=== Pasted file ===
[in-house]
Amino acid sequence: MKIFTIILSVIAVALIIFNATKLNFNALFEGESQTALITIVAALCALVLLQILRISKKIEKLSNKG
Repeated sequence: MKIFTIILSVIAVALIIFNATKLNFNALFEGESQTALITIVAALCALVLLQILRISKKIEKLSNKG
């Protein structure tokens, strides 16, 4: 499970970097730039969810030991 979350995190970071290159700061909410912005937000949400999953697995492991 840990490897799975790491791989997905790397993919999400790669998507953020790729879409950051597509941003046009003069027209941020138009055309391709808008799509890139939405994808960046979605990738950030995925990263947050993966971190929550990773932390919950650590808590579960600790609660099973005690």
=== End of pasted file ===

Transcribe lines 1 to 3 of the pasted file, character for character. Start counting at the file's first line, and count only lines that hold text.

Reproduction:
[in-house]
Amino acid sequence: MKIFTIILSVIAVALIIFNATKLNFNALFEGESQTALITIVAALCALVLLQILRISKKIEKLSNKG
Repeated sequence: MKIFTIILSVIAVALIIFNATKLNFNALFEGESQTALITIVAALCALVLLQILRISKKIEKLSNKG